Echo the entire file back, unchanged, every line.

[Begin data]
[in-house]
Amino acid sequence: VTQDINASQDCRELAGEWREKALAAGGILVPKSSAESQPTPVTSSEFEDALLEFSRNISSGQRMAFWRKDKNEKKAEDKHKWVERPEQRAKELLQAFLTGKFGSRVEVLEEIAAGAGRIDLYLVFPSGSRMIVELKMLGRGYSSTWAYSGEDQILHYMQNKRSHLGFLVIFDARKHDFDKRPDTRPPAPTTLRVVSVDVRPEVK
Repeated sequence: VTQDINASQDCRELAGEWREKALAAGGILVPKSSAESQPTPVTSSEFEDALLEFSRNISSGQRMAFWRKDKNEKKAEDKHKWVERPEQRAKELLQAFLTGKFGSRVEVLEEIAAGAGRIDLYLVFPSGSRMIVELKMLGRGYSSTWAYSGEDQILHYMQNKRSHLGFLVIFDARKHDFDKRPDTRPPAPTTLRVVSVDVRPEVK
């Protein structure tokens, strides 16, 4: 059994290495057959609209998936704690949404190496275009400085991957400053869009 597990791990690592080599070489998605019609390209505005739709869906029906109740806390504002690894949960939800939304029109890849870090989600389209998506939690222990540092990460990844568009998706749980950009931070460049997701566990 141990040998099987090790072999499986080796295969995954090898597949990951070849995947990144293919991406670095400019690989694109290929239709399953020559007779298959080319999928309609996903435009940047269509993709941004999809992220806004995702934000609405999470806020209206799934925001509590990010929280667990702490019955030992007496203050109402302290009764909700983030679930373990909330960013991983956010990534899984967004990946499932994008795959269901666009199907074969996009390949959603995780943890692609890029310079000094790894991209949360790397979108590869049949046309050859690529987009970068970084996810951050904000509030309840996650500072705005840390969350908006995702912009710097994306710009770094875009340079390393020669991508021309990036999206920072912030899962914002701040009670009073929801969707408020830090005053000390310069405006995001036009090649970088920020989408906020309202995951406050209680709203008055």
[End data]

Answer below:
[in-house]
Amino acid sequence: VTQDINASQDCRELAGEWREKALAAGGILVPKSSAESQPTPVTSSEFEDALLEFSRNISSGQRMAFWRKDKNEKKAEDKHKWVERPEQRAKELLQAFLTGKFGSRVEVLEEIAAGAGRIDLYLVFPSGSRMIVELKMLGRGYSSTWAYSGEDQILHYMQNKRSHLGFLVIFDARKHDFDKRPDTRPPAPTTLRVVSVDVRPEVK
Repeated sequence: VTQDINASQDCRELAGEWREKALAAGGILVPKSSAESQPTPVTSSEFEDALLEFSRNISSGQRMAFWRKDKNEKKAEDKHKWVERPEQRAKELLQAFLTGKFGSRVEVLEEIAAGAGRIDLYLVFPSGSRMIVELKMLGRGYSSTWAYSGEDQILHYMQNKRSHLGFLVIFDARKHDFDKRPDTRPPAPTTLRVVSVDVRPEVK
């Protein structure tokens, strides 16, 4: 059994290495057959609209998936704690949404190496275009400085991957400053869009 597990791990690592080599070489998605019609390209505005739709869906029906109740806390504002690894949960939800939304029109890849870090989600389209998506939690222990540092990460990844568009998706749980950009931070460049997701566990 141990040998099987090790072999499986080796295969995954090898597949990951070849995947990144293919991406670095400019690989694109290929239709399953020559007779298959080319999928309609996903435009940047269509993709941004999809992220806004995702934000609405999470806020209206799934925001509590990010929280667990702490019955030992007496203050109402302290009764909700983030679930373990909330960013991983956010990534899984967004990946499932994008795959269901666009199907074969996009390949959603995780943890692609890029310079000094790894991209949360790397979108590869049949046309050859690529987009970068970084996810951050904000509030309840996650500072705005840390969350908006995702912009710097994306710009770094875009340079390393020669991508021309990036999206920072912030899962914002701040009670009073929801969707408020830090005053000390310069405006995001036009090649970088920020989408906020309202995951406050209680709203008055």